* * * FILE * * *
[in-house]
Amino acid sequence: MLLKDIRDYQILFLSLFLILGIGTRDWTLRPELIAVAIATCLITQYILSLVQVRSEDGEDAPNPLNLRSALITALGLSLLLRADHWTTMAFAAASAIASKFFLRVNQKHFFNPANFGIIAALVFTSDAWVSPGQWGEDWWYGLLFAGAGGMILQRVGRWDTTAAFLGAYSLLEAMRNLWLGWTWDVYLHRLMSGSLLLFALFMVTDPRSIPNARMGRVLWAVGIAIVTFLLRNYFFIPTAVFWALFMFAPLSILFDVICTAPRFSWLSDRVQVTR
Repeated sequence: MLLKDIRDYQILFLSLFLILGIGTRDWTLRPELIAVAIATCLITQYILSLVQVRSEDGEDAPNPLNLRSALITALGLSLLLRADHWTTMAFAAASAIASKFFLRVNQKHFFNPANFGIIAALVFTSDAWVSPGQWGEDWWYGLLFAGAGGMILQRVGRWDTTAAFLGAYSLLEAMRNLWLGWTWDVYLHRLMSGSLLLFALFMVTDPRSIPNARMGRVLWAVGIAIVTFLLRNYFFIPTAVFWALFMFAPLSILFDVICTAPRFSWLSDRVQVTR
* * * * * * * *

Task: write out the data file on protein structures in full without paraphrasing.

[in-house]
Amino acid sequence: MLLKDIRDYQILFLSLFLILGIGTRDWTLRPELIAVAIATCLITQYILSLVQVRSEDGEDAPNPLNLRSALITALGLSLLLRADHWTTMAFAAASAIASKFFLRVNQKHFFNPANFGIIAALVFTSDAWVSPGQWGEDWWYGLLFAGAGGMILQRVGRWDTTAAFLGAYSLLEAMRNLWLGWTWDVYLHRLMSGSLLLFALFMVTDPRSIPNARMGRVLWAVGIAIVTFLLRNYFFIPTAVFWALFMFAPLSILFDVICTAPRFSWLSDRVQVTR
Repeated sequence: MLLKDIRDYQILFLSLFLILGIGTRDWTLRPELIAVAIATCLITQYILSLVQVRSEDGEDAPNPLNLRSALITALGLSLLLRADHWTTMAFAAASAIASKFFLRVNQKHFFNPANFGIIAALVFTSDAWVSPGQWGEDWWYGLLFAGAGGMILQRVGRWDTTAAFLGAYSLLEAMRNLWLGWTWDVYLHRLMSGSLLLFALFMVTDPRSIPNARMGRVLWAVGIAIVTFLLRNYFFIPTAVFWALFMFAPLSILFDVICTAPRFSWLSDRVQVTR